Gov. Bush, Mexican president dedicate bridge

NUEVO LAREDO, Mexico, April 24 -- Texas Gov. George W. Bush joined Mexican President Ernesto Zedillo to dedicate a new bridge across the Rio Grande on Monday, promising to create a "free hemisphere of trade" if elected U.S. president.

Bush and Zedillo attended the dedication of the World Trade Bridge, a $125 million span constructed to handle the growing commercial traffic between Nuevo Laredo and Laredo, Texas.


"Today we are celebrating not just a bridge of concrete and steel, but a lasting alliance of common hopes and friendship," the Texas governor said. "And now we must build on the success of NAFTA. We must look to all the nations of Latin America and the possibilities of still broader trade and cooperation. What is true between Mexico and the U.S. is true among all nations in our hemisphere."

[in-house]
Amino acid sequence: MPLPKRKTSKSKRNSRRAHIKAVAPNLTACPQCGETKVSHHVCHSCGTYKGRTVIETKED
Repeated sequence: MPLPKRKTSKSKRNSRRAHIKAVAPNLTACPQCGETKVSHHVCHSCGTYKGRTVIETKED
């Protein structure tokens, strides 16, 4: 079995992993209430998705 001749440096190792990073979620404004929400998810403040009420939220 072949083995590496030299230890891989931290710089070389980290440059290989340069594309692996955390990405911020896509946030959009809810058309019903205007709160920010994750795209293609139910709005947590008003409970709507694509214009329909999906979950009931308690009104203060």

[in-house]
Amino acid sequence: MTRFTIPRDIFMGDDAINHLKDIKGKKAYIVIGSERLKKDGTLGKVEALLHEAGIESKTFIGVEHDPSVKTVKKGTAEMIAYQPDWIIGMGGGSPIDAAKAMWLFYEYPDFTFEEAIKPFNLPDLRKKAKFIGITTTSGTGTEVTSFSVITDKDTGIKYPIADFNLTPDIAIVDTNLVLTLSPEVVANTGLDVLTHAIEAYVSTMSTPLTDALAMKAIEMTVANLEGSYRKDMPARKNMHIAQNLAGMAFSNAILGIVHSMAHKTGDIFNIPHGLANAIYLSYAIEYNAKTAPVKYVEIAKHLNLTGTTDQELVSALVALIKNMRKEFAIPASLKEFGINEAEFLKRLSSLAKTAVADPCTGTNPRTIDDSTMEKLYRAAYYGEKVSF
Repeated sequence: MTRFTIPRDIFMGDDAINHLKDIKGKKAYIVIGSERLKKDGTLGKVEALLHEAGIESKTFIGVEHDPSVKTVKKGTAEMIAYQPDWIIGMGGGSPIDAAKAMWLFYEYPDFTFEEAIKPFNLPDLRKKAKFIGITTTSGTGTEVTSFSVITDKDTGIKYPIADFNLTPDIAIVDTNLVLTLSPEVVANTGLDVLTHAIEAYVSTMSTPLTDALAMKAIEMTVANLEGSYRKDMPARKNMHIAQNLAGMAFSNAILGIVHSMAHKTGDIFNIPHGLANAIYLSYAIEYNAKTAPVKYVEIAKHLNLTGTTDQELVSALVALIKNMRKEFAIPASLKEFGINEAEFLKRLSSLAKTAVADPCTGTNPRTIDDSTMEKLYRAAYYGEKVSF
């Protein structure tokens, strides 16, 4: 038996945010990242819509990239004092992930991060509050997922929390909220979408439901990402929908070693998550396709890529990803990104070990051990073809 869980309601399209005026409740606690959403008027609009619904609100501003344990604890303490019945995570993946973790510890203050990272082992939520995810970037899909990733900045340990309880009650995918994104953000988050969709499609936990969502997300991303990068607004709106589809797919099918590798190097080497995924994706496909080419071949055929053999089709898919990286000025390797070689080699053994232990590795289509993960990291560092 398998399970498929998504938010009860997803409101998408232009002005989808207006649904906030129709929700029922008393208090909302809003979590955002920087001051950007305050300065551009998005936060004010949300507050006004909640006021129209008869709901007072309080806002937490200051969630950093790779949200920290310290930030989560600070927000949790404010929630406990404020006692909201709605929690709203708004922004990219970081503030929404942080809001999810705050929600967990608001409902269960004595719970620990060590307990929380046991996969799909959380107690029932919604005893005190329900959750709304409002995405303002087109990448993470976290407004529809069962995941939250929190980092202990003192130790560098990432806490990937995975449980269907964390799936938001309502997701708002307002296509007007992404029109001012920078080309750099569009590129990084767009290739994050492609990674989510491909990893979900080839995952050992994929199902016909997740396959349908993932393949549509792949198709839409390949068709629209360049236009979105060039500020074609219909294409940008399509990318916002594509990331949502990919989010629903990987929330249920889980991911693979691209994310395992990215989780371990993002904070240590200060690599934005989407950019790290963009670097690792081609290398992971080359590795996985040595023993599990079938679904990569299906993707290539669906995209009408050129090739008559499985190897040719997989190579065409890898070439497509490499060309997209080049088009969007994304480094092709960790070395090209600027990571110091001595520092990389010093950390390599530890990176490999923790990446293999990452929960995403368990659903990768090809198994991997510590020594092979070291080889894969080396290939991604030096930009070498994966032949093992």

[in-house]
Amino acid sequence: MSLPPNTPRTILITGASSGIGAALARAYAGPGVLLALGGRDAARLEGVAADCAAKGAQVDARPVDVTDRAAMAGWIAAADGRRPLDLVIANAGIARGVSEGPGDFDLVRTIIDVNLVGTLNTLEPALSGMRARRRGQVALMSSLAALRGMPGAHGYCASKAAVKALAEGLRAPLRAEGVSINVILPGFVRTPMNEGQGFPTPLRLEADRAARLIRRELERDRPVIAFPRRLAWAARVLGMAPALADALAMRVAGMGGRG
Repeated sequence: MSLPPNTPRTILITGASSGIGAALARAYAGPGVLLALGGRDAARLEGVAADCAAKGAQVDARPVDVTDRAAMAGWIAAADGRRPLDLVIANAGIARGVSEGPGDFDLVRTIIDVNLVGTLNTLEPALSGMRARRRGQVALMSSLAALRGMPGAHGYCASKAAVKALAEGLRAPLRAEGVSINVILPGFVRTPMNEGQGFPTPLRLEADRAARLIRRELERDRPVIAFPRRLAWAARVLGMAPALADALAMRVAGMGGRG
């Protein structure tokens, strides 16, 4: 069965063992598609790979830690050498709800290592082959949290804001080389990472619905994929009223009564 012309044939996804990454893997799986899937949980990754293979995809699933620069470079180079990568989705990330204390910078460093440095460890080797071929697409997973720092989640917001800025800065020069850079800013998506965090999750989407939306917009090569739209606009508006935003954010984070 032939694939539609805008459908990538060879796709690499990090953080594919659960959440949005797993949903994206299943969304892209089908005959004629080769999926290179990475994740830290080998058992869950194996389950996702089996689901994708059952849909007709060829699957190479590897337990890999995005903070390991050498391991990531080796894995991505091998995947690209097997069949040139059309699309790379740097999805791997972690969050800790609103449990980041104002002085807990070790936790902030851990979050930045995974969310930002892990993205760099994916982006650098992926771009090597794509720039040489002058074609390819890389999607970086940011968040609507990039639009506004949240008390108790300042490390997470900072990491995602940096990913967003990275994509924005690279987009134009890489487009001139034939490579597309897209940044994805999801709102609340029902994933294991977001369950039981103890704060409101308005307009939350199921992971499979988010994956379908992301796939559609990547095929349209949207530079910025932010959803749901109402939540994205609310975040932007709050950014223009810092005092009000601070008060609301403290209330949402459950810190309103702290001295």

Bush, the apparent Republican presidential nominee, promised if elected he would work to "create an entire hemisphere of free trade: A system of shared principles and obligations offering prosperity and democracy to all."

Bush said, "To all who are willing, we will extend the benefits of NAFTA -- free trade and open markets throughout the Americas, from northernmost Alaska to the tip of Cape Horn. And I will call upon Congress to grant me fast-track negotiating authority to aggressively pursue new trade agreements."


A U.S. dedication ceremony for the bridge was held April 14 in Laredo.

The eight-lane bridge is the fourth international bridge between the two nations at Laredo and the largest commercial traffic bridge in the United States, according to officials.

Laredo, a city of 162,000, is currently the largest port between Mexico and the United States, handling 38 percent of the total U.S.-Mexico ground transportation trade.

Exports and imports passing through Laredo since the North American Free Trade Agreement was enacted in 1994 total nearly $70 billion per year and account for more than half a million American jobs.

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